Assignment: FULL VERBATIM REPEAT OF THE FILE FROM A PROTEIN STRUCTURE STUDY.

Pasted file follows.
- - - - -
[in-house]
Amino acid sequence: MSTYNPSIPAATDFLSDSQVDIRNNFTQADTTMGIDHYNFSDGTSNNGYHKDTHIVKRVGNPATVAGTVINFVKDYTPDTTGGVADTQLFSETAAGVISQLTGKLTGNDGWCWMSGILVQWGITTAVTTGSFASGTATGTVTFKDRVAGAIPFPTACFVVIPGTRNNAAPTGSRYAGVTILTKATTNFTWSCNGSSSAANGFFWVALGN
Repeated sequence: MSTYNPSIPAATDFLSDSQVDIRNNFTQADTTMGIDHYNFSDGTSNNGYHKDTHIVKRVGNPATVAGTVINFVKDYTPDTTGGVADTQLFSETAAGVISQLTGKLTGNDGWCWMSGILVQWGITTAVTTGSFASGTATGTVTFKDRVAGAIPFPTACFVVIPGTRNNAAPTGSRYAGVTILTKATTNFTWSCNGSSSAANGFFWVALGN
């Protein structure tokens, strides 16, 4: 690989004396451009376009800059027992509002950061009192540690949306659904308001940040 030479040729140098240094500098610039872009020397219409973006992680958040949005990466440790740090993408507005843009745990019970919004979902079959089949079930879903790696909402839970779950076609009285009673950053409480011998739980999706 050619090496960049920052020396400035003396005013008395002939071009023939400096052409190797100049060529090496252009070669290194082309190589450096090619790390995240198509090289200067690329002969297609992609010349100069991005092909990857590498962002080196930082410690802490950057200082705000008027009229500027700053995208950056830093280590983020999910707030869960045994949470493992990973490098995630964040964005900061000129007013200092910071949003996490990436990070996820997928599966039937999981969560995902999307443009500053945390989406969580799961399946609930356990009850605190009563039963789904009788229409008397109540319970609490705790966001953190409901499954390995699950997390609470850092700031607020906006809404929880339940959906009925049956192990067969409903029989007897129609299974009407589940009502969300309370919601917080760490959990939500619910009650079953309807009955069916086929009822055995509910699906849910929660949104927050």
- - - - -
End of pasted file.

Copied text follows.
[in-house]
Amino acid sequence: MSTYNPSIPAATDFLSDSQVDIRNNFTQADTTMGIDHYNFSDGTSNNGYHKDTHIVKRVGNPATVAGTVINFVKDYTPDTTGGVADTQLFSETAAGVISQLTGKLTGNDGWCWMSGILVQWGITTAVTTGSFASGTATGTVTFKDRVAGAIPFPTACFVVIPGTRNNAAPTGSRYAGVTILTKATTNFTWSCNGSSSAANGFFWVALGN
Repeated sequence: MSTYNPSIPAATDFLSDSQVDIRNNFTQADTTMGIDHYNFSDGTSNNGYHKDTHIVKRVGNPATVAGTVINFVKDYTPDTTGGVADTQLFSETAAGVISQLTGKLTGNDGWCWMSGILVQWGITTAVTTGSFASGTATGTVTFKDRVAGAIPFPTACFVVIPGTRNNAAPTGSRYAGVTILTKATTNFTWSCNGSSSAANGFFWVALGN
């Protein structure tokens, strides 16, 4: 690989004396451009376009800059027992509002950061009192540690949306659904308001940040 030479040729140098240094500098610039872009020397219409973006992680958040949005990466440790740090993408507005843009745990019970919004979902079959089949079930879903790696909402839970779950076609009285009673950053409480011998739980999706 050619090496960049920052020396400035003396005013008395002939071009023939400096052409190797100049060529090496252009070669290194082309190589450096090619790390995240198509090289200067690329002969297609992609010349100069991005092909990857590498962002080196930082410690802490950057200082705000008027009229500027700053995208950056830093280590983020999910707030869960045994949470493992990973490098995630964040964005900061000129007013200092910071949003996490990436990070996820997928599966039937999981969560995902999307443009500053945390989406969580799961399946609930356990009850605190009563039963789904009788229409008397109540319970609490705790966001953190409901499954390995699950997390609470850092700031607020906006809404929880339940959906009925049956192990067969409903029989007897129609299974009407589940009502969300309370919601917080760490959990939500619910009650079953309807009955069916086929009822055995509910699906849910929660949104927050």